Jeremy L. Goldstein is a prominent business lawyer whom CEOS, managers, and corporations consult for legal counsel whenever they have issues with compensation and employee benefits. He is a partner at Jeremy L. Goldstein & Associates LLC, a firm he started in June 2014 after working as a partner at Winchell, Lipton, Rosen & Katz for 14 years. Goldstein has a Bachelor of Arts in Art History from Cornell University, Master of Arts in Art History and has a J.D. from New York University, School of Law.
Goldstein has handled some of the most significant corporate dealings in his career. He was involved when UTC acquired Goodrich, the transactions between Verizon and ALLTEL Corporation, the dealings between Chevron and Unocal Corporation among many other deals affecting some of America’s largest companies. Jeremy Goldstein sits on the board of Directors at Fountain House besides being in the prestigious NYU Journal of Law and Business’ Professional Advisory Board. He is also an author and public speaker on compensation and employee management topics.
Goldstein has written a blog justifying the benefits employers stand to reap when they adopt the knockout strategy with stock options. Stock options have so many benefits to the employer, and that is why many managers prefer giving employees stock options. This compensation strategy is popular because employees only get extra personal earnings when the company’s share value and performance in the stock market improves. This means employees are motivated to work hard, and when the company succeeds, everybody gets rewarded. The options, compared to providing shares, provide a tax relief for corporations which have compensation packages for top executives.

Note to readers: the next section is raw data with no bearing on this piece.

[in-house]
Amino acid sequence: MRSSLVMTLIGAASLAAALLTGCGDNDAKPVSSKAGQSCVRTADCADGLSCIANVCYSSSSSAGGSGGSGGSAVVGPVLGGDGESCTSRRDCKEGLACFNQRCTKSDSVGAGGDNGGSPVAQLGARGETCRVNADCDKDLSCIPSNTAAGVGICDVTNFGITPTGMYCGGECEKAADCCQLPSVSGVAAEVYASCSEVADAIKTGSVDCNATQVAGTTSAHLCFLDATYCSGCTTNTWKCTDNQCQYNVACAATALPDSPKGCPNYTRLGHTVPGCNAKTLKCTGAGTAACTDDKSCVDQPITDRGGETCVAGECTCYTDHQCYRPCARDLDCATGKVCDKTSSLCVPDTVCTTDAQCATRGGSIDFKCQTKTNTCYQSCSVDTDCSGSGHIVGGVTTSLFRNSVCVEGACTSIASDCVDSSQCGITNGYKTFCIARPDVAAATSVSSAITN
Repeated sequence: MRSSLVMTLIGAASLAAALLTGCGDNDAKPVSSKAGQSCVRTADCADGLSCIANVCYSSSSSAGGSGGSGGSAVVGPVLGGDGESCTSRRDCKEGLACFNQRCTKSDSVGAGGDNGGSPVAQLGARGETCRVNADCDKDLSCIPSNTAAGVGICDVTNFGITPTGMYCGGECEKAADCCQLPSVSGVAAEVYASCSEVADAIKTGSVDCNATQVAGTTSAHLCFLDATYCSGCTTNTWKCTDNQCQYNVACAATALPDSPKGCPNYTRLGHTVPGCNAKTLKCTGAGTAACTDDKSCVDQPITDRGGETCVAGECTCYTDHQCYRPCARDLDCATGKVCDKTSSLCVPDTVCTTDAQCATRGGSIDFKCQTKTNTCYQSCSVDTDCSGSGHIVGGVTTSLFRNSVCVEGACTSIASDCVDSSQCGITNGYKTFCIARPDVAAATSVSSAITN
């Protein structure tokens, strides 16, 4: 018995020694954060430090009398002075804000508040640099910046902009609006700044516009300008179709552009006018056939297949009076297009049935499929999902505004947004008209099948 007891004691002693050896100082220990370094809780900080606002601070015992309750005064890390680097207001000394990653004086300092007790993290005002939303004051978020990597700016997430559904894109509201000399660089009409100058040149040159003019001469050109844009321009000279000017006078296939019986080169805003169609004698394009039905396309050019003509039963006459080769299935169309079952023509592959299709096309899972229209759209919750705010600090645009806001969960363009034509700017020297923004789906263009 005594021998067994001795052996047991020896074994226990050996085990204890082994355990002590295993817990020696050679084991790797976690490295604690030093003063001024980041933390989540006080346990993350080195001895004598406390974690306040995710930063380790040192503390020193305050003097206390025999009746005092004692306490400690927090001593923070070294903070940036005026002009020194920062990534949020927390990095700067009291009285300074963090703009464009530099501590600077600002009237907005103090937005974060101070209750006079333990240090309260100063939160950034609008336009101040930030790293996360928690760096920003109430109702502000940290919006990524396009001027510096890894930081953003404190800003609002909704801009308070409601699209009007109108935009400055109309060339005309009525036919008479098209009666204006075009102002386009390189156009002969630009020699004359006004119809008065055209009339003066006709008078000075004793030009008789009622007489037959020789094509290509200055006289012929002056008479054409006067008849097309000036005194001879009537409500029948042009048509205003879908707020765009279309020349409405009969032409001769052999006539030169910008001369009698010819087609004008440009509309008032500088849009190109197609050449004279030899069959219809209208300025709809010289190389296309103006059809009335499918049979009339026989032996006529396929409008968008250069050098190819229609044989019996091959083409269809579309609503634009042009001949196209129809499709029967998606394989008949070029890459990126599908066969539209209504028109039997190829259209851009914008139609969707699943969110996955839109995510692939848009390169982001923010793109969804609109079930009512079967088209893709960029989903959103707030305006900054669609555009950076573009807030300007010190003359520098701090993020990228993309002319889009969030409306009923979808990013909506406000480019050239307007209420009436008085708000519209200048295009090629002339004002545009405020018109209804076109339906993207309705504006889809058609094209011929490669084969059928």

Goldstein’s blog could not have come at a better time as it explains why knockout is the most appropriate strategy when it comes to stock-based compensation. He says the approach is sure to save costs and minimize over-hang threats where there are investors who are non-employees. Consequently, stockholders do not have to panic over dwindling ownership shares. With the knockout strategy, employees only lose the options if the share value drops below a particular mark or stay down for over a week. Significant falls in stock value often mean employees cannot utilize the options available to them. Employees, therefore, increase their efforts to prevent plunging of the organization’s share value. Jeremy Goldstein believes that knockout stock options can eliminate most of a company’s challenges in implementing compensation strategies that are stock-based.